Citizen app was known as Vigilante in the past, a title that was so provocative that Apple banned it from its App Store and initiated a rebranding.

In 2017, it relaunched as an app that is built on warning people about nearby emergencies and documenting the incidents for users in the name of transparency.

Citizen App
(Photo : Pixabay/diegoparra )
Citizen app crime app

Citizen App Digital Security

 According to Engadget, it is not sticking to just transparency, as leaked documents and sightings of security vehicles in Los Angeles show Citizen plans to offer some kind of on-demand private security force service. 

The company's $20 per month Protect service already promises its users live monitoring, and a digital bodyguard who can be summoned with a safe word to direct emergency services to the user's location.  

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Motherboard cited a former employee who stated that the next step is to create a privatized secondary emergency response network that connects users to private security firms directly.

A spokesperson referred to the security vehicles as part of a personal rapid response service it is testing as a pilot project.

Citizen App Controversy

Citizen app is having issues finding its footing despite its promising service as just last week, it was embroiled in a controversy that alarmed its users.

The app falsely accused a man from California of starting a wildfire, offering a $30,000 reward to track him down before retracting the post the following day, in a move that has been condemned by numerous criminal justice experts.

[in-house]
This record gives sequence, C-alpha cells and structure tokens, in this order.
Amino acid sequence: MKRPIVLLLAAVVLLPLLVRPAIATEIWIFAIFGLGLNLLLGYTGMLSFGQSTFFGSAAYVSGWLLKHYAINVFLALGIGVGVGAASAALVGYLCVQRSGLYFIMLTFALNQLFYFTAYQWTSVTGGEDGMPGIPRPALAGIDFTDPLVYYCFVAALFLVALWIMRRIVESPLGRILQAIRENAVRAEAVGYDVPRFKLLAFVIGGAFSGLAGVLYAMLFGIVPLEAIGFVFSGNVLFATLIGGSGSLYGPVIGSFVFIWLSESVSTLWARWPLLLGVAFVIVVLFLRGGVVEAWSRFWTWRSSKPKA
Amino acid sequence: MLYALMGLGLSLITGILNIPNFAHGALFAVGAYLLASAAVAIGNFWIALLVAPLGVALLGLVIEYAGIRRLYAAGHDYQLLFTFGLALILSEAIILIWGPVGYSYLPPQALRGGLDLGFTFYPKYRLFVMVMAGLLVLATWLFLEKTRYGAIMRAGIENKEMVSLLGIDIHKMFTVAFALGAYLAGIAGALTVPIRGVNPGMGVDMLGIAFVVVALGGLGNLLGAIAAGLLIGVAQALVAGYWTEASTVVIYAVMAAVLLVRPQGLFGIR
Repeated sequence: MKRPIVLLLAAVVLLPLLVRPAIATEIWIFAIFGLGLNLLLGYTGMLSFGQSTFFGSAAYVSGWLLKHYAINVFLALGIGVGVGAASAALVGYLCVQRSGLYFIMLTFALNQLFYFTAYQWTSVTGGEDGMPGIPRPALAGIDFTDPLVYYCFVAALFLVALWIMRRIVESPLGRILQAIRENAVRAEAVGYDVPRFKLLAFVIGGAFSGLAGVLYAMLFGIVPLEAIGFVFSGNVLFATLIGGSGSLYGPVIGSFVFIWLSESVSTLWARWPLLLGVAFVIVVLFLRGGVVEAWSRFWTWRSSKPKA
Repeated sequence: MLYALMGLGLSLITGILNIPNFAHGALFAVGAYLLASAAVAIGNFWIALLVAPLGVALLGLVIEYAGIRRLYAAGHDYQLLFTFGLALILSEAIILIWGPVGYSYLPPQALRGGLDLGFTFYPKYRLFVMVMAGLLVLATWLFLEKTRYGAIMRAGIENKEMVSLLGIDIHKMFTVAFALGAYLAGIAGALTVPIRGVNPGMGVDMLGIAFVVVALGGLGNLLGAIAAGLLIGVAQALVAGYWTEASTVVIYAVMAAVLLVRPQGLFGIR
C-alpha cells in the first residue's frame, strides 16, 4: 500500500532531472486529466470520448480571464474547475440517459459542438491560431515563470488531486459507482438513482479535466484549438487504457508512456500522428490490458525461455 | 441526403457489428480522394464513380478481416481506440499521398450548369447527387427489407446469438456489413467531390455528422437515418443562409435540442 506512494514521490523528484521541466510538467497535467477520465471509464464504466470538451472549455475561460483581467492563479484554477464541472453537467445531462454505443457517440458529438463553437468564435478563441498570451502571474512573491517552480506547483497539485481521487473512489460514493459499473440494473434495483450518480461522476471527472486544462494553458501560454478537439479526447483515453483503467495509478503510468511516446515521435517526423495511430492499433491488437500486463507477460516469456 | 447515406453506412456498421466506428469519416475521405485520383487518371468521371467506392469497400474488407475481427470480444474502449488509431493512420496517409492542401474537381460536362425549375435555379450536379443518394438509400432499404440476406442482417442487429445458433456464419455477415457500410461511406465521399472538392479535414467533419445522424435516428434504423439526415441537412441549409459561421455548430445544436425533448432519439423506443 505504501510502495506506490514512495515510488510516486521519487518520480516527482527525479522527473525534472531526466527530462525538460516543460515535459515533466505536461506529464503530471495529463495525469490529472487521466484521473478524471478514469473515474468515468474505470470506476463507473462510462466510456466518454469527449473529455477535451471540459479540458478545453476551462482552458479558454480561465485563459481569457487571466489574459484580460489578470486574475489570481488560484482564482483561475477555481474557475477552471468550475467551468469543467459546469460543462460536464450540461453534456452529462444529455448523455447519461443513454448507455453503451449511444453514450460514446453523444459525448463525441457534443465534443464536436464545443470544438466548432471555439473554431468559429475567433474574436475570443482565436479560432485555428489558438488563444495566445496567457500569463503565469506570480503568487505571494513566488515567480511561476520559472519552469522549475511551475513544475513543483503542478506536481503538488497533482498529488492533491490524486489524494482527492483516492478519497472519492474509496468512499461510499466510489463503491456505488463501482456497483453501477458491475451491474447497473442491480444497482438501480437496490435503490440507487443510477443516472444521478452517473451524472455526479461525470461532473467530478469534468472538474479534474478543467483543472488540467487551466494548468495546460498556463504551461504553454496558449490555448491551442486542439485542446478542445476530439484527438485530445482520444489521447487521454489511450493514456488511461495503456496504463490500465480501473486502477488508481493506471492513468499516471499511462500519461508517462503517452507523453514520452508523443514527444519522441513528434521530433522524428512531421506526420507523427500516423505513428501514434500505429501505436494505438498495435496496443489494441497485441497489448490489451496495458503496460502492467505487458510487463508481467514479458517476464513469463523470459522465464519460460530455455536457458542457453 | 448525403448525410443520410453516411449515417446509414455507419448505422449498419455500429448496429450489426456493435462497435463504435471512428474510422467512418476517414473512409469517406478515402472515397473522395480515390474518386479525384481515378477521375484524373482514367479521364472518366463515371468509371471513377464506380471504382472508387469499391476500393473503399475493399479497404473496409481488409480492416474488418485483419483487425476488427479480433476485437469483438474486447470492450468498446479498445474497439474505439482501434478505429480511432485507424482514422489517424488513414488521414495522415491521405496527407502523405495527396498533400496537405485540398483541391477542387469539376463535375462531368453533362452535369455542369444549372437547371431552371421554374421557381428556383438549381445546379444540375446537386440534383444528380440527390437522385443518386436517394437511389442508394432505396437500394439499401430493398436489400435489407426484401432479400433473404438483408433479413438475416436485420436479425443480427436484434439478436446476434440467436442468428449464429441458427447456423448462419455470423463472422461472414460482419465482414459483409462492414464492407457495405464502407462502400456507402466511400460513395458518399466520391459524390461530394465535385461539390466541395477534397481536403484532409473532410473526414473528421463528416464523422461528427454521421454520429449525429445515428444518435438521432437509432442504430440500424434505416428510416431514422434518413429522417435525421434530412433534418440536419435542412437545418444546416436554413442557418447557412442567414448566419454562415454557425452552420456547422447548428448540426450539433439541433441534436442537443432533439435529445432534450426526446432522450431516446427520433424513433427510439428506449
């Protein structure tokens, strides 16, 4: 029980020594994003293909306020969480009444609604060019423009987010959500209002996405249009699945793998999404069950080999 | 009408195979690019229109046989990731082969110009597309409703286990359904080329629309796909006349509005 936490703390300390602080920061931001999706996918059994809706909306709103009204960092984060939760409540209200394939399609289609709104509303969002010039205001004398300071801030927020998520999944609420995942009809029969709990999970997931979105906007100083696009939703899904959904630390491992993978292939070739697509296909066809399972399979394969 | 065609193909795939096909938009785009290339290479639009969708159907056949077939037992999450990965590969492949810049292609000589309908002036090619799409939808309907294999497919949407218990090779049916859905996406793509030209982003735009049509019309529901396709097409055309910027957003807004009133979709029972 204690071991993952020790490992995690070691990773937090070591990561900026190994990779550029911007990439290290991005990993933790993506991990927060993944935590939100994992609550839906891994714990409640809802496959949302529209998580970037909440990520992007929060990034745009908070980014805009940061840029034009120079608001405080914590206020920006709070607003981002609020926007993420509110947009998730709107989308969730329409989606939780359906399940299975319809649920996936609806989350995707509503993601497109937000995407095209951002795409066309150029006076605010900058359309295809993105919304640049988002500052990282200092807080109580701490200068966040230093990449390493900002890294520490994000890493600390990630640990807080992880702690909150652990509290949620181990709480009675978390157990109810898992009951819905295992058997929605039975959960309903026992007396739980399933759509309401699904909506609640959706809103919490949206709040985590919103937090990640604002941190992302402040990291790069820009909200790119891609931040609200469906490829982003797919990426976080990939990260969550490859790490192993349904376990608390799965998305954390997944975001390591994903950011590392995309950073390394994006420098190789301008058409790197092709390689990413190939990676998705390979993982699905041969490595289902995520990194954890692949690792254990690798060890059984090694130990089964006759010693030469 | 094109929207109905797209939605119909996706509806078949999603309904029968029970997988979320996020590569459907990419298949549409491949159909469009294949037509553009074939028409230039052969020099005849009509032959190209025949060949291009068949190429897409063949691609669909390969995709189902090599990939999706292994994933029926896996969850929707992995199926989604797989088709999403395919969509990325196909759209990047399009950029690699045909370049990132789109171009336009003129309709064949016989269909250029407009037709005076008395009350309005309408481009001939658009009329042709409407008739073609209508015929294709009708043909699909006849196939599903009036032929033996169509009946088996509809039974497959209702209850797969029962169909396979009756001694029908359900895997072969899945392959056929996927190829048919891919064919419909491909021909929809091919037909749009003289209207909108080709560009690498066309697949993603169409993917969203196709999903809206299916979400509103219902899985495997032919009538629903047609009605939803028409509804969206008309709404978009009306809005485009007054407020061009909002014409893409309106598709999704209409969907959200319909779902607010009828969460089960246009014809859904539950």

Citizen app gives users local crime information through police scanners and other sources, and it shared an alert on May 15 about an alleged arsonist that was behind a large bush fire that broke out in Los Angeles over the weekend.

The suspect, who is a homeless man, was briefly detained by officials who found that there was not enough evidence to serve a case, the Los Angeles fire department confirmed to The Washington Post.

A different suspect has been arrested for the arson.

However, that was not before the falsely accused homeless man had his name and image shared. The alert sent by the Citizen app contained a photo and was seen by more than 861,000 people.

The alert read: "Citizen is offering a $30,000 reward to anyone who provides information that leads to the arrest of the arson suspect."

Citizen told The New York Times in a statement that it offered the cash reward without any formal coordination with the appropriate agencies.

The company said that as soon as they realized their error, they immediately retracted the man's photo and the reward. They are working to improve their internal processes to make sure that this does not happen again, and that this was a mistake that they are taking very seriously.

Jim Braden, the sheriff who questioned the man, called Citizen's actions as potentially disastrous as the photo of the falsely accused man remained on the Citizen app for more than 15 hours.

Apps like Citizen have been accused by privacy advocates of inciting mob mentalities and exacerbating existing biases in communities.

Experts said that the incident underscores the risk of false accusations going viral when justice is taken into the hands of private security companies.

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Written by Sophie Webster

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